What are the treatments for swimmer’s ear?

You should contact the doctor as soon as you notice mild symptoms of swimmer’s ear. While swimmer’s ear is relatively simple to treat, it can become serious very quickly if left untreated. Visit the emergency room if your child is in extreme pain or has a fever.

The doctor may gently clean anything that is blocking your ear canal, including fluid and excess wax. Then they will make sure the eardrum is healthy. A perforated (torn) eardrum may change the treatment plan.

The doctor will likely prescribe eardrops to use at home. The eardrops will fight infection and help your ear heal properly. Antibiotic drops are prescribed to kill bacterial infections. Antifungal medicines are prescribed if the case is caused by a fungal infection.

It is important to use the drops for as long as the doctor prescribes (usually 7 to 14 days), even if the symptoms disappear. The infection could return if the bacteria or fungus is not completely eradicated.

The doctor may prescribe steroids to reduce swelling and discomfort. In serious or chronic cases of swimmer’s ear, the doctor may prescribe a blend of chemicals to help your body restore the healthy balance in your ear canal and boost the natural defenses.

It is important to keep your ears dry while treating swimmer’s ear. Some people put cotton swabs with petroleum jelly in their ears while they shower to keep water out. Avoid swimming and other activities where your ears may get wet for 7 to 10 days or until the doctor gives you the “go-ahead”. The doctor may also recommend skipping headphones and hearing aids until your symptoms subside. This will allow the sensitive skin in your ears to heal.

How to prevent swimmer’s ear

It’s easy to prevent swimmer’s ear and keep the summer fun going strong.

  • Keep your ears dry: Dry your ears thoroughly after showering or swimming. Use a soft towel or cloth to gently wipe the outside of your ear and tip your head to the side to help water drain from your ear canal. Use a blow dryer on the lowest setting to gently dry your ear without putting anything in your ear canal.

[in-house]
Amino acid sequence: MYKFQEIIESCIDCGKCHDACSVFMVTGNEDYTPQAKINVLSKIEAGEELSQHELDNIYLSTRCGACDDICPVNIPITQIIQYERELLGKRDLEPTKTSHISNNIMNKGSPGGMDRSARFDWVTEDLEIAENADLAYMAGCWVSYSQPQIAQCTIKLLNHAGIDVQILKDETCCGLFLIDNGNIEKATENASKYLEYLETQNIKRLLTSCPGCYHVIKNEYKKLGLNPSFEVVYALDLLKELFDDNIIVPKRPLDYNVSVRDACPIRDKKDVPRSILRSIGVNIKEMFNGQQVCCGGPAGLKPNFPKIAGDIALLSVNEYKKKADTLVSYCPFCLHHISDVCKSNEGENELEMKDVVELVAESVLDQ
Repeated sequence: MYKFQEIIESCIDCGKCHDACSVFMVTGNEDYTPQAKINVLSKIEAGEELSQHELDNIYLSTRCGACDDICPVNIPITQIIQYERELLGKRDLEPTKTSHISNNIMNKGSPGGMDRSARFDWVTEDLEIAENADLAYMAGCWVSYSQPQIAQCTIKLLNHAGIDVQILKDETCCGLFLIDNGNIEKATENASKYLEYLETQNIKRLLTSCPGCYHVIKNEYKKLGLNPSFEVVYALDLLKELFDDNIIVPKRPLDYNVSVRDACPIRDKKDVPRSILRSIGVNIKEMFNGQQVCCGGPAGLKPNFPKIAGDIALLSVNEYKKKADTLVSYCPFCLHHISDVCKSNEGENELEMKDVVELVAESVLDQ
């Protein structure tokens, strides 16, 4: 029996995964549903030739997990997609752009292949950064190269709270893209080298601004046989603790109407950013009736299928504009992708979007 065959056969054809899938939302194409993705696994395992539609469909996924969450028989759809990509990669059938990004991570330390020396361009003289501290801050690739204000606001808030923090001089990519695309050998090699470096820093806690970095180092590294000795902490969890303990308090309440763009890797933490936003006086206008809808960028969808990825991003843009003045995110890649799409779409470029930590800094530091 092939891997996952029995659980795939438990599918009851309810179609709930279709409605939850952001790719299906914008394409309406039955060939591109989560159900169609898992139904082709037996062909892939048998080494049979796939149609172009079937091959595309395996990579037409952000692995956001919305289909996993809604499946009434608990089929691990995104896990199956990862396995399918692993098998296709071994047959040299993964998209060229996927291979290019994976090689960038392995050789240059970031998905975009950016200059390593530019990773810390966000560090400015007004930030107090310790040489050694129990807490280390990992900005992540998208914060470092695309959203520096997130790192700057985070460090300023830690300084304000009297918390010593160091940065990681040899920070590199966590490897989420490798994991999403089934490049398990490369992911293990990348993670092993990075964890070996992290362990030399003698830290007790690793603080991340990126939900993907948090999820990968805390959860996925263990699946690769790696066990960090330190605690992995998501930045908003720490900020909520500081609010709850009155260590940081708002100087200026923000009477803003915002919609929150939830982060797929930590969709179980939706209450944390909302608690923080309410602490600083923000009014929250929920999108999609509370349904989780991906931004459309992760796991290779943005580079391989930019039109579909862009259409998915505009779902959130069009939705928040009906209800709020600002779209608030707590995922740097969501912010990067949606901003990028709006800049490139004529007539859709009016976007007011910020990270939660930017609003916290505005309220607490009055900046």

• Use swimmer’s eardrops: Use preventative drops before and after swimming, especially in water that has not been treated, like a river, lake, or the ocean. A mixture of 1 part white vinegar to 1 part rubbing alcohol will help keep your ears dry and prevent bacteria or fungi from growing. Similar drops are available over the counter at most drugstores. Talk with your doctor before starting to regularly use eardrops.
  • Check the water: Don’t swim in areas where there are high bacterial counts.
  • Don’t put foreign objects in your ears: The skin in your ear is very sensitive and easy to damage. Don’t try to scratch or clean the inside of your ear. Not only can this scratch the skin, it may pack the wax and dirt deeper into your ear canal.
  • Wear earplugs and swim cap: swimming earplugs and caps help keep water out of your ears while swimming. This is especially recommended when you are swimming in untreated water–lakes, rivers, and the ocean.

Summer is a time to make memories, have fun, and relax. Take these easy steps to keep the summer fun going and avoid including “got swimmer’s ear” in the next “What I did this summer” report.